Peter Travers of Rolling Stone wrote, "How do you make a ravishing romance about architecture? You'll find the answer with Kogonada, the video essayist and critic whose debut feature, Columbus, is a spellbinder." Wrapping up his review, Travers concluded that "Columbus is a whisper-soft debut from Kogonada that nonetheless results in something unique and unforgettable. It's pure cinema."[21] In his review for The Hollywood Reporter, Boyd van Hoeij called the film a "quietly masterful feature debut" for Kogonada and wrote, "One of the film's chief pleasures is how it keeps the conversation between the various characters flowing while gently avoiding falling into any of the possible romantic-entanglement traps that viewers used to more conventional romantic works might be expecting. The fact it is accessible for people without any prior knowledge of either Modernism or architecture in general is another plus, though the film's clearly too thoughtful and quietly masterful to ever qualify as a real crowd-pleaser."[1]

Many critics praised the leading pair of Cho and Richardson. Geoff Berkshire of Variety wrote that "Together they form an unexpected, but perfectly constructed, pair."[11] A.A. Dowd said "The two have a laid-back chemistry, an easy melancholy communion, that stops Columbus from ever feeling too academic. Come for the breathtaking architectural scenery, stay for the likable pair staring up at it."[22] Kate Erbland from IndieWire stated that Cho and Richardson were "perfect" for their roles and went onto to write "The pair have prodigious chemistry, but the real pleasure of "Columbus" is watching that bond deepen, and the comfort that Casey and Jin ultimately find in each other."[23]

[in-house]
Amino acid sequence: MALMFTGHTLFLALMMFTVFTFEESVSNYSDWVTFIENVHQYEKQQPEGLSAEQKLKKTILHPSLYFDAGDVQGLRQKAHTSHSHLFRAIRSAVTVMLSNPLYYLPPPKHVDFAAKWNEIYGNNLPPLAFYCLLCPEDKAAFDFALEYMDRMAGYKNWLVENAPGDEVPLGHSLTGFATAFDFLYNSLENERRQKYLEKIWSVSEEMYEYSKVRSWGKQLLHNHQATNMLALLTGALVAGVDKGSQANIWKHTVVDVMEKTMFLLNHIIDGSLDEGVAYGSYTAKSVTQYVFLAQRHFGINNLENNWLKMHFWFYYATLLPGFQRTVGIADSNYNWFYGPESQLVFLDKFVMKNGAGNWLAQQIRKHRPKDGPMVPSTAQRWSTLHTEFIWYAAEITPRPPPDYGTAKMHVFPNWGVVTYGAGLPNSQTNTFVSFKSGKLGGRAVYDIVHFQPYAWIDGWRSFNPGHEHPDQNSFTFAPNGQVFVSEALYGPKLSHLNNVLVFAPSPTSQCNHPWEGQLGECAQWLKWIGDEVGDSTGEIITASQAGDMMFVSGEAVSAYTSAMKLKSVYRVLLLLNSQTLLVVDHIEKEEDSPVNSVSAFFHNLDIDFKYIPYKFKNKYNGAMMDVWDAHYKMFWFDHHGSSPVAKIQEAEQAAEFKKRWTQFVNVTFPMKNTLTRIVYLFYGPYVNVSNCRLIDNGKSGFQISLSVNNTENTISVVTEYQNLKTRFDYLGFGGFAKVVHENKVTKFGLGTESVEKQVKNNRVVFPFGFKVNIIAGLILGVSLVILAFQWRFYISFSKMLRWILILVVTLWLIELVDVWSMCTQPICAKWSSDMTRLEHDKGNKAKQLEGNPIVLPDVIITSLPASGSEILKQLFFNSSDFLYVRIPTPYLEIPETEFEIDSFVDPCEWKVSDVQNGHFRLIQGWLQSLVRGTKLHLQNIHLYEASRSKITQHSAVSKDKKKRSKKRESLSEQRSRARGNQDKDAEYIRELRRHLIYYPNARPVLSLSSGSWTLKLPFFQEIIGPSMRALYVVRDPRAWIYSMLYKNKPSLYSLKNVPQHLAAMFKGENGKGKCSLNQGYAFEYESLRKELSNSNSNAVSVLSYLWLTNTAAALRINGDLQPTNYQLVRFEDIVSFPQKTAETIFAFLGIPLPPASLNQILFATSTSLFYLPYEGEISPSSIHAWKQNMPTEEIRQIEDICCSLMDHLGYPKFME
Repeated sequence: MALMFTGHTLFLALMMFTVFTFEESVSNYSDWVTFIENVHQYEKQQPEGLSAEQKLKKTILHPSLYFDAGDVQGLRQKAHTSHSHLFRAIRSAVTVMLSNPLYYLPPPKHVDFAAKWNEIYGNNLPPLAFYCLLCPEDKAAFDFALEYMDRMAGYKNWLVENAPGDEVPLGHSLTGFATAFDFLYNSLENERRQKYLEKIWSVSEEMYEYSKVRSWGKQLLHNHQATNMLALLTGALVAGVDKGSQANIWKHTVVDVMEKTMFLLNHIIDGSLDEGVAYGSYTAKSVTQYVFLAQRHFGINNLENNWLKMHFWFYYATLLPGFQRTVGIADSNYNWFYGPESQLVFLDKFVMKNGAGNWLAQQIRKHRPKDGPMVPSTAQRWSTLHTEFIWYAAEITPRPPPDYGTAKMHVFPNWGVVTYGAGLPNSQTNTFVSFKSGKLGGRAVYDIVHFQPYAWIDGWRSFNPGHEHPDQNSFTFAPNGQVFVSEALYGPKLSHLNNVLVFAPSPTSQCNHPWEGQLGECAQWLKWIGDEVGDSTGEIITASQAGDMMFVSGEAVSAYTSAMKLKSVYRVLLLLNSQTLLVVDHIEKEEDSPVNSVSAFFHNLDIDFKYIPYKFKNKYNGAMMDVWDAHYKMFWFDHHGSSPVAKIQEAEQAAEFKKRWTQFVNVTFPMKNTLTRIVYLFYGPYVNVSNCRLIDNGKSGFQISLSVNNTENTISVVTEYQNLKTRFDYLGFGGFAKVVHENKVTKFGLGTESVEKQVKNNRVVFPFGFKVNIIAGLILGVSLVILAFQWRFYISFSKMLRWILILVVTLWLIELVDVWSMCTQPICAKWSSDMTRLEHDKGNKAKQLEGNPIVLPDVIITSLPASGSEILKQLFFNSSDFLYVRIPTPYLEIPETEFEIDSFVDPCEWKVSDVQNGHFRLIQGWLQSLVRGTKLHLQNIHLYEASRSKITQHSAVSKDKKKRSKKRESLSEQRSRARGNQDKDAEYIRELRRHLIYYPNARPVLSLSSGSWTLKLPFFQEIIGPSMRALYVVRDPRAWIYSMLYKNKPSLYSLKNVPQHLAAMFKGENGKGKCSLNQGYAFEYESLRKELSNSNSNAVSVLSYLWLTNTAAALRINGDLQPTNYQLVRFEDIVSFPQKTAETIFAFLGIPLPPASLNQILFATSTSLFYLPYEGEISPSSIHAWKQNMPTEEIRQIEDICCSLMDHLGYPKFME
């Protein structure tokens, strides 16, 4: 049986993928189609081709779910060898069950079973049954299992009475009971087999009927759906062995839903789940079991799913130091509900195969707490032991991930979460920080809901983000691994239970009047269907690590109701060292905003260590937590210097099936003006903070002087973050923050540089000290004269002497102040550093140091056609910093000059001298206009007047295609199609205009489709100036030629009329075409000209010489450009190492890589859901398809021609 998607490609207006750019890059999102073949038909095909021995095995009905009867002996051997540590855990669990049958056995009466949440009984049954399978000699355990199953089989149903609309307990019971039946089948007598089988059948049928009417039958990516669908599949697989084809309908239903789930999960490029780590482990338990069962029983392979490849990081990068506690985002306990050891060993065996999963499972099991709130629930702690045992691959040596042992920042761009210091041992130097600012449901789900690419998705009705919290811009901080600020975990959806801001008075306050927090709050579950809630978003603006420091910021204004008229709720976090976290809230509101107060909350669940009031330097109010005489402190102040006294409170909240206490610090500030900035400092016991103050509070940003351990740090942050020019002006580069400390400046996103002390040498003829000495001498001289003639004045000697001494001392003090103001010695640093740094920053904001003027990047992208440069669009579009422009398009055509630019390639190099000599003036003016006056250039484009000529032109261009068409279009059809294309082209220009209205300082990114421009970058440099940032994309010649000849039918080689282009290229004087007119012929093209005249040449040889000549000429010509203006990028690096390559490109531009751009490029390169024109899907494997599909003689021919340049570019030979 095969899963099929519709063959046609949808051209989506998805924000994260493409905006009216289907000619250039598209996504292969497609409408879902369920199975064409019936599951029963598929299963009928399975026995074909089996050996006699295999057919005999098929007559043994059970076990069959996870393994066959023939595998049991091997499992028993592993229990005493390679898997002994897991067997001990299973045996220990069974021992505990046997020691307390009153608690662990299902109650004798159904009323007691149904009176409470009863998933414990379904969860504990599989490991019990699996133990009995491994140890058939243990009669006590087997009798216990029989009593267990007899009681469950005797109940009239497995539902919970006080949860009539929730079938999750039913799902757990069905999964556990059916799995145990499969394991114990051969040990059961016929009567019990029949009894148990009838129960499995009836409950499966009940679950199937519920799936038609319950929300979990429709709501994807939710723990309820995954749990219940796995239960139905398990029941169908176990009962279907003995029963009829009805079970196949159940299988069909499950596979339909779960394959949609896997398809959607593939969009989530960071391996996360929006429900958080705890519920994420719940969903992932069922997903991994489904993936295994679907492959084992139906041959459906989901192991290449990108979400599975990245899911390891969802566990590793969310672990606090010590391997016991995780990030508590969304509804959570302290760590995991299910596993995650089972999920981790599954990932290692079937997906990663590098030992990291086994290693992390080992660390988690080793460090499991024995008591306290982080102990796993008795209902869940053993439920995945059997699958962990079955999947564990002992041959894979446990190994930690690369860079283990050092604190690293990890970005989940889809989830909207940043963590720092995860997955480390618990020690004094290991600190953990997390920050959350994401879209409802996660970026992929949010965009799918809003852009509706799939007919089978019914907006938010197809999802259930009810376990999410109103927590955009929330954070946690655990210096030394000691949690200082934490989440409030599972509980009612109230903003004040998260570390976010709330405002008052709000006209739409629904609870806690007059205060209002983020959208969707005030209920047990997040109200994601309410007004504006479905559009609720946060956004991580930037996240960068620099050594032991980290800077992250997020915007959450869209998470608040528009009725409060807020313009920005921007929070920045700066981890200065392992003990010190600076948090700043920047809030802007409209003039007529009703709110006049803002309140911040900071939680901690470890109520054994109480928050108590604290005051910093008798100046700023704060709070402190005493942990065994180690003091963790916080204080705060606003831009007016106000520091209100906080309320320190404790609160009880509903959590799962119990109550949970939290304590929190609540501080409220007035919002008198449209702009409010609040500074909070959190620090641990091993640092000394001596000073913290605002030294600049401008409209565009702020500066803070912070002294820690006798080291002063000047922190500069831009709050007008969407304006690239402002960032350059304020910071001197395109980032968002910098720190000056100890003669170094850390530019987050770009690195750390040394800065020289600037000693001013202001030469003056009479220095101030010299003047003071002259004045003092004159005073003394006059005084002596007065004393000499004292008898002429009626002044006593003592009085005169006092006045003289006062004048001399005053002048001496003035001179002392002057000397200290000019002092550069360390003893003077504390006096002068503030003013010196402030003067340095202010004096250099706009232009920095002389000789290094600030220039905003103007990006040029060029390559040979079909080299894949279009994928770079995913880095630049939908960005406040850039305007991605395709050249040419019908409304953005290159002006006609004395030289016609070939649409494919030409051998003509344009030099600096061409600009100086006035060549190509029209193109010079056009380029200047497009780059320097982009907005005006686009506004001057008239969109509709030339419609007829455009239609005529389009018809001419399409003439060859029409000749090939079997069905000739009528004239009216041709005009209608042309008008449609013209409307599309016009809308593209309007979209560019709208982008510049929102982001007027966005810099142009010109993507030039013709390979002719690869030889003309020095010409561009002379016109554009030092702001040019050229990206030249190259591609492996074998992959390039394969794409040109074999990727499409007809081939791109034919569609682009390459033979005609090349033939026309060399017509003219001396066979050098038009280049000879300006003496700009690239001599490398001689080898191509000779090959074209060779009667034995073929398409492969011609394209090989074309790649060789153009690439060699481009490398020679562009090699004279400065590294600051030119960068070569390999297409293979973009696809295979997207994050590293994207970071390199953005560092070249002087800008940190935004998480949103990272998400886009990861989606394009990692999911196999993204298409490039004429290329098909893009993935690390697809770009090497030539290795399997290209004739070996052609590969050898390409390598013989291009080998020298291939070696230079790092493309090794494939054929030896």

Cho's performance was praised, and the recurring question from critics was why had Cho not yet become a leading man in Hollywood. Chris Nashawaty of Entertainment Weekly wrote that "Cho gives Jin a real warmth and empathy".[24] A.A. Dowd from The A.V. Club said "Cho, in a too-rare leading role, delivers the kind of sensitive performance that's always banged at the lid of his franchise work."[22] Justin Chang of the Los Angeles Times wrote that Cho's performance contained "whip-smart charisma [that] has long warranted more leading roles like this one."[25] Katie Walsh from The Providence Journal declared that Cho's performance was "fantastic" and described it as "subtle, specific and quietly stirring."[26] Richardson's performance was also acclaimed. Brian Formo of Collider wrote "Richardson puts the story on her shoulders and elevates the film into a beguiling, thin air. She lends the beautiful but empty buildings a beating heart."[27] Oliver Jones of The New York Observer commended Richardson's "naturalism".[28] Berkshire said of Richardson's performance "relative newcomer proving her ability of holding the screen with maximum soulfulness in a minimalist drama."[11] Tara Brady of The Irish Times wrote of Richardson's performance "the blazing Haley Lu Richardson, wrings everything from her best-written role since The Edge of Seventeen."[29]